Herefordshire Council's £500K payment waived
- 31 October 2012
- From the section Hereford & Worcester
A total of £500,000 which Herefordshire Council was set to benefit from in a new shopping development will be waived to ensure the work goes ahead.
Cabinet members agreed to waive £500,000 from the total of £1.5m that developer Stanhope would have given once the £800m revamp of Hereford's former livestock market was finished.
Council leader John Jarvis said extra costs had arisen and all the parties involved had "made concessions".
The development is due to open in 2014.
The £800m plans for the former livestock market were approved a year ago and are expected to include a new shopping centre, a Waitrose store, a multi-storey car park, a six-screen cinema and restaurant complex.
Stanhope is now due to give a total of £1m to the council at the end of the project.
The authority has given money towards the development, but says it expects to receive £1.25m in business rates a year once the project is completed in 18 months' time.
The latest decision was made at an emergency cabinet meeting about the development on Wednesday morning.
Mr Jarvis said all three parties were locked into the development, which was a "major milestone for the project".
He added: "We all negotiated very hard and I believe we have managed to deliver a really good deal for the city and the county."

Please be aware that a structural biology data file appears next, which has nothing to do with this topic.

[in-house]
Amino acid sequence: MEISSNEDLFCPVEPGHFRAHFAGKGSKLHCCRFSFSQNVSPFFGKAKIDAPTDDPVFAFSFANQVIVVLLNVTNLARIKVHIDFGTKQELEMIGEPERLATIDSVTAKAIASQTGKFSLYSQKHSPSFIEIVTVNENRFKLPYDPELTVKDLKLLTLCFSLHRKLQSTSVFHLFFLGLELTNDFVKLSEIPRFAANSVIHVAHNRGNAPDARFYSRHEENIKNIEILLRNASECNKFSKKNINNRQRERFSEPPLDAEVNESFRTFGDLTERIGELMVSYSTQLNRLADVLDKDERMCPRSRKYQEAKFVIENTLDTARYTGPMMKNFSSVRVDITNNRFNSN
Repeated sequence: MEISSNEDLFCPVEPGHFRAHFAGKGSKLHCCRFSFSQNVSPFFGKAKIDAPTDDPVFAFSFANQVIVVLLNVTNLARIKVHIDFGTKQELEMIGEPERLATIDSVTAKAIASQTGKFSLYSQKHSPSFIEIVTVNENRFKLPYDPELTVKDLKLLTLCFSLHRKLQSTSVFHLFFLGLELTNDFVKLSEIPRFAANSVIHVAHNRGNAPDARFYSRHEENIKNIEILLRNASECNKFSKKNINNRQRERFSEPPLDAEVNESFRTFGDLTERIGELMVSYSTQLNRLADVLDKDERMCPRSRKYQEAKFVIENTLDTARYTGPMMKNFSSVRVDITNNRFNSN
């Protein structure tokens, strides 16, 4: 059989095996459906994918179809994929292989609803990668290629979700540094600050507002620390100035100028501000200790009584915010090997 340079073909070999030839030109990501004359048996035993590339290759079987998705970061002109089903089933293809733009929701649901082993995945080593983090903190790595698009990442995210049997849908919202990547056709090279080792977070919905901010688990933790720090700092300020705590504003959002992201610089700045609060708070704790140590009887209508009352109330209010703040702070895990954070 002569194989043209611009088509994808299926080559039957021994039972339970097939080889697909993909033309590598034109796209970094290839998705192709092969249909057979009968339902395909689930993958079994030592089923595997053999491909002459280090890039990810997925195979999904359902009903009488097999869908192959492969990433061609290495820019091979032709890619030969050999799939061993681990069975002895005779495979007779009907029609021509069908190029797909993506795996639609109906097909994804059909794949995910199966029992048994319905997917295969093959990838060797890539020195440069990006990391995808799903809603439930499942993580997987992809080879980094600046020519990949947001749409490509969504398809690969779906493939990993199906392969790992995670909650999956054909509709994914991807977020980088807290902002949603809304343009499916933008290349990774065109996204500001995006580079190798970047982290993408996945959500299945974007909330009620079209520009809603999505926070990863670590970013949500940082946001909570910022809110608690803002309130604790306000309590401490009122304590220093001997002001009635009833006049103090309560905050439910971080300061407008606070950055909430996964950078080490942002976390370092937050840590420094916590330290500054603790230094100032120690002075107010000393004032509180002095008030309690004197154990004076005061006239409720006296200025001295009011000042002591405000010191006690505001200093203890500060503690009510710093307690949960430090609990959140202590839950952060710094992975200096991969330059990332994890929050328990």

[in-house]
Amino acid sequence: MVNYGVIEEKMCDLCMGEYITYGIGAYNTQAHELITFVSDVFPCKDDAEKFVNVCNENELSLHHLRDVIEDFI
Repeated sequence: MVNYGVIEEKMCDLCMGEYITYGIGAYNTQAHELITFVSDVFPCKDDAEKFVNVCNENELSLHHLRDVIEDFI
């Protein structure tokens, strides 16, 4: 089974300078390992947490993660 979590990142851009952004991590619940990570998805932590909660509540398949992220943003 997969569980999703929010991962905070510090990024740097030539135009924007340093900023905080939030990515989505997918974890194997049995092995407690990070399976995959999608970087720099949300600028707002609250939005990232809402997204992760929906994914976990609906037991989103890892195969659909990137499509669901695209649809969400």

Mr Jarvis said the council would also own the development's car park and would keep the revenue from any parking fees.
Alistair Shaw, from Stanhope, said he was "delighted" with the cabinet's decision.
He added: "The commitment being shown in Hereford, and in agreeing this landmark deal, is exciting for all parties and for the residents and businesses of the city."
Opposition councillors said they needed to ensure the developers would not come back and ask for more money in the future.
Alan Seldon, the chairman of the overview and scrutiny committee, said: "My job now is to make sure that the procedures that should've been followed have been followed, and that if there are risks, they've been mitigated against.
"[We need to make sure] the public purse is as secure as possible."
The development has proved controversial with some existing retailers in the city.
Earlier this month, traders based in Hereford's historic High Town area said they feared the new development, on the other side of the ring road to them, could split the city in two.